I am reposting something I wrote earlier this week because it was my Bigger Picture Moment…but I don’t want to just leave it at that as we head into Christmas, so if you’ve already read this, please stick around for what I have to add just at the end.
If we were really meeting for coffee today, you’d find me curled up in a hammock, wearing yoga pants and a comfy sweater, cupping my coffee to me. If we did speak, it would be quietly.
When I heard the news, I was at The SOLD Project helping set up and prepare for our Christmas party. It was an event full of delight, as friends, students, and community came to put on a really awesome show. We had about 200 guests and everything came together without a hitch, and with plenty of laughter and festive cheer. But for me, it was like I was walking through the whole thing with cotton buds in my ears. It was muted as I began to process shock. Grief. Disbelief. Sadness.
I found myself looking into the eyes of our 5- and 6-year-olds and finding it impossible to imagine how a person could do that and pull a trigger. There’s just a wall in my head where that cannot go.
Every morning, I wake up and find my Facebook stream absolutely ablaze with everyone processing this tragedy in their own way. I know that anger is just another form of grief and fear, but it saddens me to see people attacking other people, instead of discussing the content of their ideas. It just goes to show how fresh and raw the wound is, I suppose, that we are so quick and ready to see the worst in each other and to find distaste rather than commonality.
Yesterday, I posted a tribute to the victims, a black armband of shared mourning. But as I typed those names onto that black square, I was acutely aware of all the names that I wasn’t typing. The names of the 20 school children in China who were stabbed by some crazy head that very same day. The names of the children in the Congo subjected to violence and horrors almost daily. The children in Central American countries. The children in Chiang Mai. I wondered whether our nation would have responded this strongly if Sandy Hook was a school on the south side of the Bronx and all the little children were brown, instead of blond little angels named Grace?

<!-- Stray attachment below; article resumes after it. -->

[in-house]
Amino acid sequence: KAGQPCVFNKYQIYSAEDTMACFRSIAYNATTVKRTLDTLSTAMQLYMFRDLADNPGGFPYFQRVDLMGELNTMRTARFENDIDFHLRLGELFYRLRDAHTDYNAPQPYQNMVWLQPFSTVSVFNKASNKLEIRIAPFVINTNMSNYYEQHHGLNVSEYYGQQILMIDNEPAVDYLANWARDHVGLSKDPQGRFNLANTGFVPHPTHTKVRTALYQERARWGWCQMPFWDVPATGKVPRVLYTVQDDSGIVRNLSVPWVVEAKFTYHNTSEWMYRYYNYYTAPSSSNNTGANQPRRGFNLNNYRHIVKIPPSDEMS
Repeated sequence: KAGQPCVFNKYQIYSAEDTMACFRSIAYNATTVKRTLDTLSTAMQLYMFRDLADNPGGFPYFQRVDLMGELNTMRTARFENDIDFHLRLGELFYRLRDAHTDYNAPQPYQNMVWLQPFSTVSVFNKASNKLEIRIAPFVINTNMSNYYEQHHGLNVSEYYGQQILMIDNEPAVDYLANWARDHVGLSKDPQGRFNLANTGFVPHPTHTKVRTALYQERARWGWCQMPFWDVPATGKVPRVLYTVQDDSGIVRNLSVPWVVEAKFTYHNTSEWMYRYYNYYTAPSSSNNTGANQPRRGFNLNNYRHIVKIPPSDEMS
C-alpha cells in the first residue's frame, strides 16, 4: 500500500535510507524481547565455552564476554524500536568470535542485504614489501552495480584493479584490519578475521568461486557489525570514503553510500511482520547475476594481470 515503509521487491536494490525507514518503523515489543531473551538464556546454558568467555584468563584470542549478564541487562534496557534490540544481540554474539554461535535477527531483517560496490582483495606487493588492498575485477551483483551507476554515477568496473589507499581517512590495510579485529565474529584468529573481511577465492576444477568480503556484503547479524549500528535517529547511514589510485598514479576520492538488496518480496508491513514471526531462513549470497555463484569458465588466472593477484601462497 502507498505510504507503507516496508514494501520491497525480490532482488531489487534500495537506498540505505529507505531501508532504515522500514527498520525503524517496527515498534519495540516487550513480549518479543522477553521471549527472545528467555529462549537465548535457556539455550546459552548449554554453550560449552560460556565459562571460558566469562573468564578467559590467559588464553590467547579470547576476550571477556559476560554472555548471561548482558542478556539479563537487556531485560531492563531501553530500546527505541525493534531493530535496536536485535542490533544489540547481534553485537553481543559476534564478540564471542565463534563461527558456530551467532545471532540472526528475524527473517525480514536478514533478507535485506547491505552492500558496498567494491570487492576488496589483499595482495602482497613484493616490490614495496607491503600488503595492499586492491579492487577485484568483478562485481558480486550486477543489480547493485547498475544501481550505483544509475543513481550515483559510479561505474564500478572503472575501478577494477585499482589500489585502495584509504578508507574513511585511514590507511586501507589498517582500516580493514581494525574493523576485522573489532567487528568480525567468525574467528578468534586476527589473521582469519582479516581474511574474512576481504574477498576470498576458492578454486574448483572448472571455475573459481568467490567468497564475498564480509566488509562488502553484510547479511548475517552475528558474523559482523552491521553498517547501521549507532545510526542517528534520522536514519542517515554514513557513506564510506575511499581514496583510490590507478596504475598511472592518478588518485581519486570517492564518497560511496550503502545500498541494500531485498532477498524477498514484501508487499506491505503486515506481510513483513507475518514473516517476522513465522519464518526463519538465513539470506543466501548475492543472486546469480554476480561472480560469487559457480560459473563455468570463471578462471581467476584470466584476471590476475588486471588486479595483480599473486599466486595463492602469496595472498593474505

I don’t feel this is an appropriate time to drag race issues into the mix, and I’m really not trying to poke at people where they’re already sore. Empathy is never a bad thing and it’s impossible to feel the full scope of sadness for all the sad things in this world – a person would absolutely break. But for me, that question is there. It lurks because part of what defines tragedy is the extent to which we identify with the victims, and simply being fellow humans is rarely enough.
Last week, I confessed about all my existential questions about the point and meaning of life, and the sense of absurdity I felt in it. This week, I sense that we can pose all those kinds of questions we like, but none of them do a damn bit of good in helping us confront the fact that life must be lived, every day, one day at a time. There’s tragedy. Some days that tragedy is as huge as the murder of innocents. Some days the tragedies are as minor a freshly baked tart dropped on the floor. Most days, it’s something in between: unaffordable medical bills, a crappy or even lost job, a bitter argument with someone you love, a flu you just can’t seem to shake.
And it’s okay because there’s other stuff too. There’s the handwritten cookbook full of family secrets passed down. Presents under the Charlie Brown Christmas tree. A shy 14-year-old belting tunes all by herself, in a foreign language, out in front of a crowd of 200. Husband and wife secretly copping a feel and sharing a laugh in between job and chores. A puppy climbing in your lap, seeking warmth and comfort, when you’re trying to go to the loo. Family giving you a space at the dinner table, despite what you said to them earlier that day. A stranger anonymously fulfilling an unspoken need.
This is how we live life, day in and day out. We cry at the tart so lovingly made and so carelessly splattered to the floor. Then we scoop it up, scrape off the abused parts, and eat the rest of it anyway.
Here’s what I’d like to add as we turn now towards Christmas. It’s easy…comforting, even…to respond to such tragedy with fear, anger, and hate. It’s much harder to respond with love. But if we cling to that security blanket that we can weave so delicately with yarns of sadness, despair, and fright, and pattern with disgust, vitriol, and spite…if we hold that dear and treasure it, those who seek to incite terror and to make people pay for the hurt they feel inside will be the ones who win. If we let the Dylan Klebolds and Adam Lanzas of the world cause us to suffer, they win. Their mission will be accomplished.
But it is love, not hatred, that helps us heal. Choosing forgiveness over sorrow is what makes us stronger as people. Mercy, not punishment, is what makes us humane.
You might be thinking, “Oh, she’s all the way in Thailand, far removed from all this. She’s not a parent of the children lost. What could she know?” Well, I’m human too, and I speak from the experience of my heart from working with kids just as innocent as the ones we lost last week, but who are subjected to all manner of abuses, the kind most of us cannot even fathom. I speak not from my strength, but from theirs. They have all the reason in the world to hate the world, yet continually, they respond to love.
This Christmas, as you hold your dear ones close to you, send love.
Each Thursday, we come together to celebrate living life with intention by capturing a glimmer of the bigger picture through a simple moment. Have you found yourself in such a moment lately? Share it with us!